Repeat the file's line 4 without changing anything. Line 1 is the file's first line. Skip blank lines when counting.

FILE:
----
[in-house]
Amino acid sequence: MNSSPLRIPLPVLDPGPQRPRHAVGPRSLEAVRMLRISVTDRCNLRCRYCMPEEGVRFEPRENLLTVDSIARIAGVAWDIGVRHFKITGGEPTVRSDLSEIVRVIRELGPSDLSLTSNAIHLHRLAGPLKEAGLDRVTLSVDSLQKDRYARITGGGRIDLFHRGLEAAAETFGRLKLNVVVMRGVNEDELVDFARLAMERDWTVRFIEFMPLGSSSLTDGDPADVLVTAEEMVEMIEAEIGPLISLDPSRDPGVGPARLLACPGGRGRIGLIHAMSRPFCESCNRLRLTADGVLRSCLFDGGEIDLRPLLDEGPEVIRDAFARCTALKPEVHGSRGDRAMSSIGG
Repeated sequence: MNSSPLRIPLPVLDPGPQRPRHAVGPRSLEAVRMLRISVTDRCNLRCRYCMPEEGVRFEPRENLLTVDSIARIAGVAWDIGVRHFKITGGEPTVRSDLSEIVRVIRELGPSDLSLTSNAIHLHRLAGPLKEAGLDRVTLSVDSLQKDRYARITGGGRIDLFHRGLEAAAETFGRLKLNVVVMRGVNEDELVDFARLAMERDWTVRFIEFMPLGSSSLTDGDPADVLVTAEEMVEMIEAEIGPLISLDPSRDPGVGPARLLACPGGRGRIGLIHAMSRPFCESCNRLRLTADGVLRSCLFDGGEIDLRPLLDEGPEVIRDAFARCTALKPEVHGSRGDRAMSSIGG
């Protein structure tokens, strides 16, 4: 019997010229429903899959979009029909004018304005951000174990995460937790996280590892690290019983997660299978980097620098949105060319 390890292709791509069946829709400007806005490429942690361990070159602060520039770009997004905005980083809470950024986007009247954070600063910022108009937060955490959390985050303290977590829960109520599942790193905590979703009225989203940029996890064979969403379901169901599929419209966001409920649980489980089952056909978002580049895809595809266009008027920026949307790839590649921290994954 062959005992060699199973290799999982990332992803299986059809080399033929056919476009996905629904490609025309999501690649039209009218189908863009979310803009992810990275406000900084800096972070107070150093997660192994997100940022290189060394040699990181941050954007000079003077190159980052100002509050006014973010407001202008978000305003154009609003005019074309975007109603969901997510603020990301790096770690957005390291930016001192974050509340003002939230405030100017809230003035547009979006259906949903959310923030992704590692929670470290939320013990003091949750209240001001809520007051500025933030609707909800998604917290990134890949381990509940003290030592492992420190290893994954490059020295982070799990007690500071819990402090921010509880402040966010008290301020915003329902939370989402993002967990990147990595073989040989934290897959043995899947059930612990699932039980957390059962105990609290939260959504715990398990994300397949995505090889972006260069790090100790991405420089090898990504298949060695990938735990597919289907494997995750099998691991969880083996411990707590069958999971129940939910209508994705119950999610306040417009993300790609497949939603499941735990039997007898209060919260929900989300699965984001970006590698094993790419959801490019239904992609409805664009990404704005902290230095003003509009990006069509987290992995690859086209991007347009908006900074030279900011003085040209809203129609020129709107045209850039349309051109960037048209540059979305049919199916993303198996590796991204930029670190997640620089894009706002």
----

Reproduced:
């Protein structure tokens, strides 16, 4: 019997010229429903899959979009029909004018304005951000174990995460937790996280590892690290019983997660299978980097620098949105060319 390890292709791509069946829709400007806005490429942690361990070159602060520039770009997004905005980083809470950024986007009247954070600063910022108009937060955490959390985050303290977590829960109520599942790193905590979703009225989203940029996890064979969403379901169901599929419209966001409920649980489980089952056909978002580049895809595809266009008027920026949307790839590649921290994954 062959005992060699199973290799999982990332992803299986059809080399033929056919476009996905629904490609025309999501690649039209009218189908863009979310803009992810990275406000900084800096972070107070150093997660192994997100940022290189060394040699990181941050954007000079003077190159980052100002509050006014973010407001202008978000305003154009609003005019074309975007109603969901997510603020990301790096770690957005390291930016001192974050509340003002939230405030100017809230003035547009979006259906949903959310923030992704590692929670470290939320013990003091949750209240001001809520007051500025933030609707909800998604917290990134890949381990509940003290030592492992420190290893994954490059020295982070799990007690500071819990402090921010509880402040966010008290301020915003329902939370989402993002967990990147990595073989040989934290897959043995899947059930612990699932039980957390059962105990609290939260959504715990398990994300397949995505090889972006260069790090100790991405420089090898990504298949060695990938735990597919289907494997995750099998691991969880083996411990707590069958999971129940939910209508994705119950999610306040417009993300790609497949939603499941735990039997007898209060919260929900989300699965984001970006590698094993790419959801490019239904992609409805664009990404704005902290230095003003509009990006069509987290992995690859086209991007347009908006900074030279900011003085040209809203129609020129709107045209850039349309051109960037048209540059979305049919199916993303198996590796991204930029670190997640620089894009706002």